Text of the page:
Davutoglu Appoints Foreign Minister with Proven Anti-Armenian Track Record
Davutoglu Appoints Foreign Minister with Proven Anti-Armenian Track Record –
ANKARA—Turkey’s newly appointed Prime Minister and former foreign minister Ahmet Davutoglu announced a new cabinet on Thursday, which appears to be largely unchanged and strictly loyal to Recep Tayyip Erdogan, the country’s decade-long leader recently voted to become President.
Most noteworthy among the appointments, Turkey’s new foreign minister Mevlut Cavusoglu, the country’s former Europe Minister, whose most infamous deed was reintroducing a bogus subcommittee on the Nagorno Karabakh conflict at the Parliamentary Assembly of the Council of Europe (PACE) during Turkey’s chairmanship of the Council of Europe in 2011.
The head of Armenia’s parliamentary delegation at the PACE, Davit Harutiunian, accused the Strasbourg-based assembly and its then-president Cavusoglu of anti-Armenian bias. “The assembly has disgraced itself with such an overtly biased approach,” he said.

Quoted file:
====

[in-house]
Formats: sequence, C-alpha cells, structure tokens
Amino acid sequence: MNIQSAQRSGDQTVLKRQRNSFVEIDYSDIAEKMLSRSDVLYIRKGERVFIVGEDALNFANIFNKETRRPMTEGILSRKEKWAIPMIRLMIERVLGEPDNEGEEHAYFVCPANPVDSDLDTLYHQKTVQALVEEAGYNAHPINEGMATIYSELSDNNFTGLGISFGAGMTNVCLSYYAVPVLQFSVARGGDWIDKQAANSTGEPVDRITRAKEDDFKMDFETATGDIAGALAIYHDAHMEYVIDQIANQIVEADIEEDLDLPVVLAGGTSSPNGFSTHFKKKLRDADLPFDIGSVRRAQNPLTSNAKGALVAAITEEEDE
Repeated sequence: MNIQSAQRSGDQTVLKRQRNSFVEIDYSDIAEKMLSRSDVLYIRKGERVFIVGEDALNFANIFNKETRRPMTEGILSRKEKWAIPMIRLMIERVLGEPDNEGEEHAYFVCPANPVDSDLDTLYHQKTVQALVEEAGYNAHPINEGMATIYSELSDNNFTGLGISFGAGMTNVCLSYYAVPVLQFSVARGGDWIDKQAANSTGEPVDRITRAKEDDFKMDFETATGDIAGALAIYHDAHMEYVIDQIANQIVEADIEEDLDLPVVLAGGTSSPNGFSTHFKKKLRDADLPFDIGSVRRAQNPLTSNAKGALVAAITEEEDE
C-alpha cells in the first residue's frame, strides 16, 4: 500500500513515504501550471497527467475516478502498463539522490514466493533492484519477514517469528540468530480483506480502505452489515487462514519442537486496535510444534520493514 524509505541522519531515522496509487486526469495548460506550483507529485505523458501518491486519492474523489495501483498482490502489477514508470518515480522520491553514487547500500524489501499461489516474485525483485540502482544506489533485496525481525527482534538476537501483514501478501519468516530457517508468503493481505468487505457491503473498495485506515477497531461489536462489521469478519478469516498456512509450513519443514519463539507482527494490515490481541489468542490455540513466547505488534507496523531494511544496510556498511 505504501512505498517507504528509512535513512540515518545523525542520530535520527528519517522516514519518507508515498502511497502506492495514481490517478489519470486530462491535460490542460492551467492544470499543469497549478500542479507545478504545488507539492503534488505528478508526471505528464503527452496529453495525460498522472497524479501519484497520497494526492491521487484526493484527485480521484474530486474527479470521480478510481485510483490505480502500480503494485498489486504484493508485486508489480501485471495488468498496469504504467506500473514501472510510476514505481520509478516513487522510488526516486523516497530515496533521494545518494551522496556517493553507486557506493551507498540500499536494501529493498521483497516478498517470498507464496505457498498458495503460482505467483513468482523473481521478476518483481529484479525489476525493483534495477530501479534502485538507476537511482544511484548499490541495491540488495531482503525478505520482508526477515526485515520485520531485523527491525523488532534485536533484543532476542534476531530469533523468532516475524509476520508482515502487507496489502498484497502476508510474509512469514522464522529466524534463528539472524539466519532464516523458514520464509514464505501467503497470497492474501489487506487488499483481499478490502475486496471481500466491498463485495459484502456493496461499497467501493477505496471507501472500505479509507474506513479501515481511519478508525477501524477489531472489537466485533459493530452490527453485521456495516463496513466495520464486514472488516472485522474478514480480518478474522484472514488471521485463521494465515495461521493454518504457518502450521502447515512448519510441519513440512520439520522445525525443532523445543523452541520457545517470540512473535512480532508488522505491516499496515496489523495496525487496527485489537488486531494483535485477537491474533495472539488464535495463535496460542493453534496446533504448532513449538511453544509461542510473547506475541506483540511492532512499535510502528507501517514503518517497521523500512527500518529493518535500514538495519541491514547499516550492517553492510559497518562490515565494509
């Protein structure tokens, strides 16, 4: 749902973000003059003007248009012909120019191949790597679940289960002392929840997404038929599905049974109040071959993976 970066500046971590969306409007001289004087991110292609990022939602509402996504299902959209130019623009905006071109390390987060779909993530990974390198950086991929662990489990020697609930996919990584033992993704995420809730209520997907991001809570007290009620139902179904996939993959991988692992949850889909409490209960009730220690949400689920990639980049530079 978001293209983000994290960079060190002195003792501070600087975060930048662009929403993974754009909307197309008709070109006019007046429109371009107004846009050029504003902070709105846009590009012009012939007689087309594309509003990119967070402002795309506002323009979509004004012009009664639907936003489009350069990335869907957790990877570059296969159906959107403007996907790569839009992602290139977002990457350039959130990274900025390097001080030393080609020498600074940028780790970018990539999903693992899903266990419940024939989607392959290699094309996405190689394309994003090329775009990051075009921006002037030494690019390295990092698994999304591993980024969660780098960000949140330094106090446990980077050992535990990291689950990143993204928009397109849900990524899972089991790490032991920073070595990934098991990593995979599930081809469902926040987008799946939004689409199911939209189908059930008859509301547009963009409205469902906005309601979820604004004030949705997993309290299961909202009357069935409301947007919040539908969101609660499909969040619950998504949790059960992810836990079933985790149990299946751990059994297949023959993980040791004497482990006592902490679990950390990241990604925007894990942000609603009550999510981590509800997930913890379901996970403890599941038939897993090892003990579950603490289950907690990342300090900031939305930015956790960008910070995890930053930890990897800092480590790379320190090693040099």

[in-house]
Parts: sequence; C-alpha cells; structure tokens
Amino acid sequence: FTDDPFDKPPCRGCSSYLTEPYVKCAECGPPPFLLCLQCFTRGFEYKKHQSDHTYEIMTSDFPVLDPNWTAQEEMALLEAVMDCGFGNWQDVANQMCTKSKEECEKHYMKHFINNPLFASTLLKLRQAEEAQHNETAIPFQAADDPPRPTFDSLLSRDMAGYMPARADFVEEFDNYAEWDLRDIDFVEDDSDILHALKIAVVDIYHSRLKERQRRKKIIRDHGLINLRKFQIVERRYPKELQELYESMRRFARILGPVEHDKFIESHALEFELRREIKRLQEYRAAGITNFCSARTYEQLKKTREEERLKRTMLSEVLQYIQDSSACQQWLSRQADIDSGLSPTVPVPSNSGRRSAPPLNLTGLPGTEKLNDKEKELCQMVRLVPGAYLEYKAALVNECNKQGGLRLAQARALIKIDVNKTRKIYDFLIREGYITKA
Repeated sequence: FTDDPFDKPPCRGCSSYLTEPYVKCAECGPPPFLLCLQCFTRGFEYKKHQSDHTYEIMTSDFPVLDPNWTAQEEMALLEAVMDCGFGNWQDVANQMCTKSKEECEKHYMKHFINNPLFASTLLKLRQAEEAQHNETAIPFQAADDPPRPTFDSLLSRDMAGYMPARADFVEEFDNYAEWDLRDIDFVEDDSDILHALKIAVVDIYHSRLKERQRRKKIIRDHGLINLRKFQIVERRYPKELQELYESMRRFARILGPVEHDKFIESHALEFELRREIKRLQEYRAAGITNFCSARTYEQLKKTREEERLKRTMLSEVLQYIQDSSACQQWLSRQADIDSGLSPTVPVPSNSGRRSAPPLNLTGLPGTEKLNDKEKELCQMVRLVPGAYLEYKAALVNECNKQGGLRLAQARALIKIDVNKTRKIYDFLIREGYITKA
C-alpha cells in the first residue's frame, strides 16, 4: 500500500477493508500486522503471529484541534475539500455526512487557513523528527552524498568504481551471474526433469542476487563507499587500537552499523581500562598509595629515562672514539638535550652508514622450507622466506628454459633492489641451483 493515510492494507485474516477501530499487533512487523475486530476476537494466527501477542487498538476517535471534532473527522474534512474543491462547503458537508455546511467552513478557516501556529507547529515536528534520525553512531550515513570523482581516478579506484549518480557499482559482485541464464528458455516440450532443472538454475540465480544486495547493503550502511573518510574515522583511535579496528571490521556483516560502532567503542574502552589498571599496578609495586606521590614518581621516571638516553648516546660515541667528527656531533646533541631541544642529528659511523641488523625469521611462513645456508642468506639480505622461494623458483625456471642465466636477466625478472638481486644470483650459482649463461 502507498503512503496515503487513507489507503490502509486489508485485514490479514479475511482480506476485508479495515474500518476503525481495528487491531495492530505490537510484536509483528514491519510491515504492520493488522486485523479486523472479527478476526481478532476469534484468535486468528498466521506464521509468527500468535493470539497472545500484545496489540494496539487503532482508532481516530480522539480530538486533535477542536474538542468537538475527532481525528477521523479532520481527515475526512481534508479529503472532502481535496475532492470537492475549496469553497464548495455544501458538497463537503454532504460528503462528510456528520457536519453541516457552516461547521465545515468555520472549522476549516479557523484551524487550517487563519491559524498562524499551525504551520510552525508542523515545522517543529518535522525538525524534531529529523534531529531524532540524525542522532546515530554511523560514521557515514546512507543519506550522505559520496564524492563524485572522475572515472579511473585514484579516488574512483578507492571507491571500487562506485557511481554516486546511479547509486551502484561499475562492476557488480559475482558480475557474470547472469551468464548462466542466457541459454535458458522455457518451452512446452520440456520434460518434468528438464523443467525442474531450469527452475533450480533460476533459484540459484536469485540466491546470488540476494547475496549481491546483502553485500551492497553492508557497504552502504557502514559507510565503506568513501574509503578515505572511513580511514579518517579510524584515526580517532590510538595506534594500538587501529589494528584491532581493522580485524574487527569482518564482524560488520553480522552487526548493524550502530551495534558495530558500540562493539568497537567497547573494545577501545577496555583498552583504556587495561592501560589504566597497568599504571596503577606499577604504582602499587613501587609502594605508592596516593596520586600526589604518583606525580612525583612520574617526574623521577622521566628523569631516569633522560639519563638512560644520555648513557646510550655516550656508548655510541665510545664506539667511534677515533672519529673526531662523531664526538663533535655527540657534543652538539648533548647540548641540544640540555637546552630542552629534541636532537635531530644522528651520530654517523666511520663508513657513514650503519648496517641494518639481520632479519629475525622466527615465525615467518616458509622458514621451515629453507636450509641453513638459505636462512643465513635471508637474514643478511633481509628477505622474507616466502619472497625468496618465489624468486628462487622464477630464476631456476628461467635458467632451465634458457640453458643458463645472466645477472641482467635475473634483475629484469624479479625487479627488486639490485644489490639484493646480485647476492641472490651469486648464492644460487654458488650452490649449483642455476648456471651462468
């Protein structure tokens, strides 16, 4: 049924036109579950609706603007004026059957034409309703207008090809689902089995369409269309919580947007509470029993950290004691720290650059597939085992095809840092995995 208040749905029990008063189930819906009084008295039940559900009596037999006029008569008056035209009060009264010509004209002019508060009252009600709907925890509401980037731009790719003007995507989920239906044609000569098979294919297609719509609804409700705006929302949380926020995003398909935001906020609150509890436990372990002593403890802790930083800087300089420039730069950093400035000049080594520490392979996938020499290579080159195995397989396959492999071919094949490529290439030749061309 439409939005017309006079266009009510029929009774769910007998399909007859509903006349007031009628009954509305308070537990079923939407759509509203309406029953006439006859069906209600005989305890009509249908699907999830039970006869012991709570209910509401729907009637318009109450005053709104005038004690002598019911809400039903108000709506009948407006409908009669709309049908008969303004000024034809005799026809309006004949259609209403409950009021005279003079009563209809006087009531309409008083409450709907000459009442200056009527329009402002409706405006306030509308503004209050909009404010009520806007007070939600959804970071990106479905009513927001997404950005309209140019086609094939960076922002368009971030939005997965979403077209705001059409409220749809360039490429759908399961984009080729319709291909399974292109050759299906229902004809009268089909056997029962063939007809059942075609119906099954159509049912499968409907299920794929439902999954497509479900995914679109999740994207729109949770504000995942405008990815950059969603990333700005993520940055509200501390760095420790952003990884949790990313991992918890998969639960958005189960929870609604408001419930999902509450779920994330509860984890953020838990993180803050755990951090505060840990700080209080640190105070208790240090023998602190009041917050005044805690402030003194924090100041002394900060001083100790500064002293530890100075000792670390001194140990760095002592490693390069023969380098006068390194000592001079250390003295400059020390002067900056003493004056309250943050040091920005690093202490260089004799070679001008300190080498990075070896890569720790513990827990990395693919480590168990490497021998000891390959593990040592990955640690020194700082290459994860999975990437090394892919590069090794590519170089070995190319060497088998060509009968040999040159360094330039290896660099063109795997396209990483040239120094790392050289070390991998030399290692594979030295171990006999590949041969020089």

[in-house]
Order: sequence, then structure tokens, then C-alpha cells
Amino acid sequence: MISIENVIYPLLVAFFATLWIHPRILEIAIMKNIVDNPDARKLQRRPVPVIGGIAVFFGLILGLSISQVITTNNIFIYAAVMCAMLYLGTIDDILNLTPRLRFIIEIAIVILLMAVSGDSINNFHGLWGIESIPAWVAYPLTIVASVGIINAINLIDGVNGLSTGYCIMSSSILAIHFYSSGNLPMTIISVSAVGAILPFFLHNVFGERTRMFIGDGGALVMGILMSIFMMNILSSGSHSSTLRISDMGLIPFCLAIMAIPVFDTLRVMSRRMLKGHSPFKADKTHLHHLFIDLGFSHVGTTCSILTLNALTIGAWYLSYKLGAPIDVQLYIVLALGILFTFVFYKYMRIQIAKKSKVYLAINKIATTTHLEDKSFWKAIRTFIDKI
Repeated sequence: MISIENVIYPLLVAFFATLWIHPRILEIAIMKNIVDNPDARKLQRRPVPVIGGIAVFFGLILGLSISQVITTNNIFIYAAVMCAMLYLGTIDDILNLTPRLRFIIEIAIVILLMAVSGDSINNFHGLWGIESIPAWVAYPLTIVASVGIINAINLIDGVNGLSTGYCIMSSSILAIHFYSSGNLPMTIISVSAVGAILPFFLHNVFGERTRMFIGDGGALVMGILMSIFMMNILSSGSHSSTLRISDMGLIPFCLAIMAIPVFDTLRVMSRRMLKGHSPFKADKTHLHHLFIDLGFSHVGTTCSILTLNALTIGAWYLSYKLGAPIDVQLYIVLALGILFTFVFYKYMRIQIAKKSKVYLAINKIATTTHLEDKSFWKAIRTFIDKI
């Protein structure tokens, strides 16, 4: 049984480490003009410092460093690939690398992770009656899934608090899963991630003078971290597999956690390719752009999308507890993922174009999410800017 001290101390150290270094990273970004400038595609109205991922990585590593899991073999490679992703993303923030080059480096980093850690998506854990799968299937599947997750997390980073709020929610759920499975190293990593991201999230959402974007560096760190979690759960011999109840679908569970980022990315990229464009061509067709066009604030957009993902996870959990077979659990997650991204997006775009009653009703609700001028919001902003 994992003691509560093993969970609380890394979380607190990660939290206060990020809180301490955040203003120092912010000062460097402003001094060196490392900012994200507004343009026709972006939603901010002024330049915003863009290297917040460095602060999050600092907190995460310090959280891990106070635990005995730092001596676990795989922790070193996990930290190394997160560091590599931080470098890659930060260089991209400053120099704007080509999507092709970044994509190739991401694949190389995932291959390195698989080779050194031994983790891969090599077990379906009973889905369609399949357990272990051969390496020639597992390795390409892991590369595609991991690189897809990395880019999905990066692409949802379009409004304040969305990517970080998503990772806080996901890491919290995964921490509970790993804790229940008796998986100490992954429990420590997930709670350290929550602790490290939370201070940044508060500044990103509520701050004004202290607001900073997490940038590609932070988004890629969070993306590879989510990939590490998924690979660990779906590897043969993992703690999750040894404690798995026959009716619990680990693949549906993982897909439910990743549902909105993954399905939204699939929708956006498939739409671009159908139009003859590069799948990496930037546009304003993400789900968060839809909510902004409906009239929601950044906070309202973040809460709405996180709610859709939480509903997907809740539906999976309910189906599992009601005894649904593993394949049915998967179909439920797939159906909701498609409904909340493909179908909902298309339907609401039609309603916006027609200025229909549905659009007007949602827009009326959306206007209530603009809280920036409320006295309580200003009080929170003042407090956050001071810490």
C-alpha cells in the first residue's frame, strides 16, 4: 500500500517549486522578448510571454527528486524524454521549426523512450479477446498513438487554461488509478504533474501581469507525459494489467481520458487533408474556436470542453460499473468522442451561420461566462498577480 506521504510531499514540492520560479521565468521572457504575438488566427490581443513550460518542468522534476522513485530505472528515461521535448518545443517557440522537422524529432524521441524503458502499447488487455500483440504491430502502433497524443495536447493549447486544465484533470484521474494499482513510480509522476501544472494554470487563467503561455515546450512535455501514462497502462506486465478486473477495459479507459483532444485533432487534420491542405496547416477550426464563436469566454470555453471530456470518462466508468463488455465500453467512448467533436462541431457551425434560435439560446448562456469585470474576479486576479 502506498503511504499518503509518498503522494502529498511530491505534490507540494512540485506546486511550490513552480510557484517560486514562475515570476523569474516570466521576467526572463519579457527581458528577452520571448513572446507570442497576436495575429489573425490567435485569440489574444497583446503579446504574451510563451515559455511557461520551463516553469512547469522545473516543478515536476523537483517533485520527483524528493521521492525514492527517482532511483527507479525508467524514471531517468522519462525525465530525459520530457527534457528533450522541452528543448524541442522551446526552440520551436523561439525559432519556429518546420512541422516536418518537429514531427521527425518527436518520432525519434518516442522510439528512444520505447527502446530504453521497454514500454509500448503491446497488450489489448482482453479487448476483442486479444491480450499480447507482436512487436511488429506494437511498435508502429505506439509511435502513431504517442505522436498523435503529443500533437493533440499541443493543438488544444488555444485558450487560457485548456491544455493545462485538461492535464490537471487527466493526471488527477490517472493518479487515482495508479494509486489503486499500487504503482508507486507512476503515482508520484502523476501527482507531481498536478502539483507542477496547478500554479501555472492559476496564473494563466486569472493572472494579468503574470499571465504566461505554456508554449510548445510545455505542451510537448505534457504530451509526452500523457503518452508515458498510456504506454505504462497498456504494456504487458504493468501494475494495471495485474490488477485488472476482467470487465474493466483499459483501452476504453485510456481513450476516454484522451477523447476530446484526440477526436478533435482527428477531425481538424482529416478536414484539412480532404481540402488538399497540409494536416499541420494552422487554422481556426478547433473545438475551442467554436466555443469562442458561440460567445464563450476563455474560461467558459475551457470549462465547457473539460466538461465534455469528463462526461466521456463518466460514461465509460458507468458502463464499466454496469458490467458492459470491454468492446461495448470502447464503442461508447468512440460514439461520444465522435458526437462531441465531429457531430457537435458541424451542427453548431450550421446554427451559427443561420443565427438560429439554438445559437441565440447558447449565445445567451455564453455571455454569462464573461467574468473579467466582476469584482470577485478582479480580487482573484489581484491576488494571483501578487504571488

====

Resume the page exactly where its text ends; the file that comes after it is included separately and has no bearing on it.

The move was seen largely as a ploy by Turkey — Azerbaijan’s closest ally — to draft an “anti-Armenian” resolution on the Karabakh conflict, as another Armenian PACE delegate, Naira Zohrabian, explained.
A year after his boondoggle at the PACE, Cavusoglu set his sights on Armenia’s international partners who dared to take a moral stand on Turkey’s denial of the Armenian Genocide. Cavusoglu, who was at the time the leader of Erdogan’s ruling AK party, said in 2012 that French President Francois Hollande was “more dangerous that Sarkozy” when it came to the issue of criminalizing the denial of the Armenian Genocide.
The remarks came when President Hollande reached out to the French-Armenian community and reiterated his campaign pledge to shepherd a law that would criminalize the Armenian Genocide.
Cavusoglu has also kept in line with Turkey’s thoroughly destabilizing foreign policy agenda regarding all of its neighbors. When the European Court of Human Rights ordered Turkey to pay a fine to Cyprus for its invasion of the country, Cavusoglu readily echoed Davutoglu’s objections and vows to ignore the ruling while representing Turkey in Europe.
But Cavusoglu is still somehow a figure seen as reassuring for the United States and the European Union. According to Agence France-Presse, many expect Cavusoglu to rebalance Turkish foreign policy which was condemned for over-ambition under Davutoglu. An unrealistic expectation if there ever was one.
Newly-appointed Deputy Prime Minister Numan Kurtulmus put it succinctly when he admitted, “The focus of the government has not changed. It is just a partial modification.”